What does a typical working day look like? Do you use your engineering training on a daily basis?

I work as a Technical Assistant, and I am close to fully qualifying as a patent attorney. My typical working day varies so much and every day is different!

Most of my time is spent working on client cases. Sometimes I am working to deadlines, doing things such as reviewing documents and responding to examination reports. I often have client meetings, which may involve discussing new ideas and innovations with inventors. I also spend a lot of time drafting and filing new patent applications for novel and inventive ideas.

My degree comes in very useful in my job and I use it every day. A large number of inventors that we work with come from engineering backgrounds and are talking about engineering inventions – so it is very useful to have a broad basis of knowledge across areas of technology that were covered while I was studying.


What motivated you to pursue a career in engineering?

I have always really enjoyed maths and science subjects – basically anything that includes having to solve a problem. I think that this is at the core of engineering: being able to see a problem and work towards finding a solution. I therefore knew that a career related to engineering would be good for me in that it is suited to my strengths and would always keep me interested.

In hindsight, did you have any misconceptions about engineering or are you aware of other people’s misconceptions?

I think that some people may generally perceive “engineers” as men who work on building projects or sites. It is now clear to me that there is such a broad range of people that work as engineers and options for careers in engineering. From traditional mechanical or civil engineers, to engineers that are designing new products or developing new ideas, to patent attorneys like me, there are so many different and exciting places that engineering can take you. I think that seeing women in engineering roles is important to encourage others that they achieve whatever they want in the field too.

What made you want to become a patent attorney?

I enjoyed my physics degree, but I realised that I most enjoyed the aspects of it that were less abstract, where you could see how things might help in the real-world. I am also quite a chatty and expressive person and so wanted to pursue a career that combined communicating with a range of people with my interest in applied science. When I discovered a job description for a patent attorney, I knew straight away that it was a career that would play to all of my strengths and interests!

Qualifying as a patent attorney takes a lot of studying and notoriously difficult exams – but I know that on the other side of that is a wonderfully varied and rewarding career with the opportunity to be at the forefront of new technology in science and engineering.

Do you perceive any barriers, as a woman, to becoming successful in your field?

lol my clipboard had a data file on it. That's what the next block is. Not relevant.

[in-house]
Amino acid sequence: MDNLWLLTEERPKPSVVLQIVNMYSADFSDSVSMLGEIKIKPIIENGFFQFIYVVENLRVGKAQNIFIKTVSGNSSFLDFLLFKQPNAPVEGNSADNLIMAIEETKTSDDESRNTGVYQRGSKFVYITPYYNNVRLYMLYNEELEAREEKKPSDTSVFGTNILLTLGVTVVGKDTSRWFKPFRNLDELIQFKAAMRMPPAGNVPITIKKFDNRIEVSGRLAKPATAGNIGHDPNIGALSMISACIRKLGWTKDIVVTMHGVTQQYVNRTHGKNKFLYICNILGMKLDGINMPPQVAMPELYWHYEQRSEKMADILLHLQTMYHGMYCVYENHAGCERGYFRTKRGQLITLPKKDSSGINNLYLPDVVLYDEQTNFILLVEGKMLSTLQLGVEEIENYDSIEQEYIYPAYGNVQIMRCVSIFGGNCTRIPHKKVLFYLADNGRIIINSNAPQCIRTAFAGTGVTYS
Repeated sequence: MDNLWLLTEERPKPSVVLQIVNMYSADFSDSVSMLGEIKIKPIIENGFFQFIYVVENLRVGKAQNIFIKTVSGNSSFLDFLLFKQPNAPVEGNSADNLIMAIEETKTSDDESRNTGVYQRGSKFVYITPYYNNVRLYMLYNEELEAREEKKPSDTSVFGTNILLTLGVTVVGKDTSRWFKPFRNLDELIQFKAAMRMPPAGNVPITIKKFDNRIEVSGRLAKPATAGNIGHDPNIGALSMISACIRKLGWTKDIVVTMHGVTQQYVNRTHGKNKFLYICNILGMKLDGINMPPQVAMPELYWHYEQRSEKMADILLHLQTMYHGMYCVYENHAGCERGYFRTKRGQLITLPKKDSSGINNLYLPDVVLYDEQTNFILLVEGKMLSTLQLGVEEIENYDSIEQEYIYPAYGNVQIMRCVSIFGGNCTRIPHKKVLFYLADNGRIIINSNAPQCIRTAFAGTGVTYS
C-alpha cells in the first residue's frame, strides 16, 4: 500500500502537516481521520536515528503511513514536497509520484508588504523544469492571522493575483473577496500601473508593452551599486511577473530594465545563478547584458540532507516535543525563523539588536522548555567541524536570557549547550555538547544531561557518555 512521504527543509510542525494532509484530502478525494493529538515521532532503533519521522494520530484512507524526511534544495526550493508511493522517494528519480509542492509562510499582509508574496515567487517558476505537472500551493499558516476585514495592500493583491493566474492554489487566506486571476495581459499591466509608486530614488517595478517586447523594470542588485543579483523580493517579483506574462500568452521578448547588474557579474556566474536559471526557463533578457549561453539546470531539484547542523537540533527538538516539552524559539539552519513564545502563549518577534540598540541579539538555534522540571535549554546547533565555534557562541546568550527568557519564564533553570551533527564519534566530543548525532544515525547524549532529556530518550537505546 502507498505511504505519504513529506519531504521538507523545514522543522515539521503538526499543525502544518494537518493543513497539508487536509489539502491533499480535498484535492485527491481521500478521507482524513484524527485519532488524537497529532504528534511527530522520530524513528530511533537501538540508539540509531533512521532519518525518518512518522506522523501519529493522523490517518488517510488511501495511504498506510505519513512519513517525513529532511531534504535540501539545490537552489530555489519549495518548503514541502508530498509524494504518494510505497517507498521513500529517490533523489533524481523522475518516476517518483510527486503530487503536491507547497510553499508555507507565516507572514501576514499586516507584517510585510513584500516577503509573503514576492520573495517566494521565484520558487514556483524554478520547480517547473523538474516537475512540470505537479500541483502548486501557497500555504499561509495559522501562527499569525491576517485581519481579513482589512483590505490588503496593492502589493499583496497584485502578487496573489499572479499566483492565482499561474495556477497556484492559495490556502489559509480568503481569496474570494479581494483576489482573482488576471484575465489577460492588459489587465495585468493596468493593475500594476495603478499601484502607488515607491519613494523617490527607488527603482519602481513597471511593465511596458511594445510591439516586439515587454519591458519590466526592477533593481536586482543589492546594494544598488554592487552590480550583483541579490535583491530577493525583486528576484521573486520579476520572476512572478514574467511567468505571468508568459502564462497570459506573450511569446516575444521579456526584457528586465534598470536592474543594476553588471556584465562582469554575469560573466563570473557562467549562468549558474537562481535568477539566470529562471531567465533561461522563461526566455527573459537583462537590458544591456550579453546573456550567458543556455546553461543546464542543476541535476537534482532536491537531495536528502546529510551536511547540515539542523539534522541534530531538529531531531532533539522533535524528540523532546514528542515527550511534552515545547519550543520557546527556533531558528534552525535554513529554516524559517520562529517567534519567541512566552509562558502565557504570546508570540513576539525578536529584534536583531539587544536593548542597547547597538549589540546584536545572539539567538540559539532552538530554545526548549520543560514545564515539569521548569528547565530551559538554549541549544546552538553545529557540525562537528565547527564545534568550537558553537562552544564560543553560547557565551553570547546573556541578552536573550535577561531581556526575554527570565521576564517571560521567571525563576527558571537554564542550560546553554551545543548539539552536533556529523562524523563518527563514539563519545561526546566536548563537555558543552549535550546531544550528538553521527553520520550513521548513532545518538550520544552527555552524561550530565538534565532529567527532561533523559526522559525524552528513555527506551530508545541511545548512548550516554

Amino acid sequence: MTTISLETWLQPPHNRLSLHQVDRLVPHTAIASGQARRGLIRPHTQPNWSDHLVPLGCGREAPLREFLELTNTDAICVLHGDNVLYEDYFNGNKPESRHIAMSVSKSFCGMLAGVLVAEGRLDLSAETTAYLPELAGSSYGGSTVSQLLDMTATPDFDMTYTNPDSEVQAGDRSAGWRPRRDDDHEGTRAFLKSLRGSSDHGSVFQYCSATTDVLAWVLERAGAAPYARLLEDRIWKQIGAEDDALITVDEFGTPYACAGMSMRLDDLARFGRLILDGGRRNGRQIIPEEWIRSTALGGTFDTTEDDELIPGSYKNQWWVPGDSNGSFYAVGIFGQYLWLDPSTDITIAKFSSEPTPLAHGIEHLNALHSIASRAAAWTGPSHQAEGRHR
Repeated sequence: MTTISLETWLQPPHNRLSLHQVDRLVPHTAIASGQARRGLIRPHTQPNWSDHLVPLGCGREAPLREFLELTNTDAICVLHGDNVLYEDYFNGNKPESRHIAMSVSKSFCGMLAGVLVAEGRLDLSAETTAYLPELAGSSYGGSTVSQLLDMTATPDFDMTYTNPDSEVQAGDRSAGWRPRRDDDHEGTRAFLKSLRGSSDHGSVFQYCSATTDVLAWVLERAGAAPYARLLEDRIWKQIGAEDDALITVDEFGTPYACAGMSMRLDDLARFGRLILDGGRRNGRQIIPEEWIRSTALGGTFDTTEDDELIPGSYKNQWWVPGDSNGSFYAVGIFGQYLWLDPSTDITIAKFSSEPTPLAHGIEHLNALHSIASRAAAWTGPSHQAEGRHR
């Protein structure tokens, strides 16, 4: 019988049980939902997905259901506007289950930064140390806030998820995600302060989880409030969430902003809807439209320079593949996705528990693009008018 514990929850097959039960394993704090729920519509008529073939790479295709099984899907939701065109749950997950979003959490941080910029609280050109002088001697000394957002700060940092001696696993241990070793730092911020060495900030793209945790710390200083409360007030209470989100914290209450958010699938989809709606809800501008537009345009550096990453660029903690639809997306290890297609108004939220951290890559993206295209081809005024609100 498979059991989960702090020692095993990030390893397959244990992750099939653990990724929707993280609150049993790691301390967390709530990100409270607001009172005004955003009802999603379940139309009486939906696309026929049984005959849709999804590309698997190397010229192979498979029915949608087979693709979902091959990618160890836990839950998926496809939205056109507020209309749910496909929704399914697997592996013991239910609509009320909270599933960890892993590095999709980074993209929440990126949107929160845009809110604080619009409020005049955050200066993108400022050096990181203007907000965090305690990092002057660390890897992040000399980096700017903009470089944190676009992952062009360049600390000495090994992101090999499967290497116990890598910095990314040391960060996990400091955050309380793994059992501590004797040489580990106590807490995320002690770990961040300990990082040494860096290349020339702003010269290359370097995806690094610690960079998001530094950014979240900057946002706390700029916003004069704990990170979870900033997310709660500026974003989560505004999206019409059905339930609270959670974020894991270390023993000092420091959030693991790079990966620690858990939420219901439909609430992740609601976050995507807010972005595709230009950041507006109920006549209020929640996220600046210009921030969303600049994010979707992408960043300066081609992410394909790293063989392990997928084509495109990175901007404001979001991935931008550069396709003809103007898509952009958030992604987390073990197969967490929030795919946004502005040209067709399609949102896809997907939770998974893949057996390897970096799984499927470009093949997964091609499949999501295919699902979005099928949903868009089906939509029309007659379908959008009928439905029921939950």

I think that the field, which was historically quite male-dominated, is getting better and better for female equality. I really like the idea that I have the opportunity to be part of a field that is changing so much and getting more and more inclusive for women.

There are so many impressive women in senior positions at Dehns which gives me the motivation and belief that I can hopefully one day be just as successful. As long as I keep working hard and doing a good job, I can’t see that there will be any barriers that I can’t overcome.

When you first joined, what was your impression of Dehns from a female diversity and equality perspective?

Dehns is notably really good for female diversity and equality. This was something that was important to me when I was applying to Dehns – seeing lots of other women striving at Dehns helped me decide that working here would match my values and be a good fit for me.

Why is an inclusive and diverse workforce important?

Different perspectives, talents and experiences are always important, in any field. I believe that having an inclusive and diverse workforce means that problems are solved in the best, most creative way. I also think that embracing and celebrating diversity and equality at work makes workplaces happier and more pleasant places to be.

Are there any areas of technology that you’re finding particularly interesting at the moment?

I think that Femtech is an area which is really interesting. Subjects associated with women’s healthcare that had been traditionally considered taboo – such as menstrual health, sexual health, fertility and menopause – are being talked about more and more. As a result, new technology and innovations are being developed that can address long-neglected health needs of women, which is something that I’m really passionate about.

I think that it is exciting that lot of new Femtech technologies are focused on empowering women to take control of their own health and to improve our general health and well-being. This means that Femtech technology has the potential to improve outcomes for women in countries where access to quality healthcare hasn’t typically been the best due to a variety of social or economic factors, which I think is really important. It’s a field that is rapidly growing and evolving, with new solutions and products appearing constantly.

It’s also interesting to see how a lot of inventors in Femtech technology are female engineers or scientists, and how they are working to address problems that affect us. I think that it’s really exciting to see where Femtech is going to go and how new technology can help women all over the world.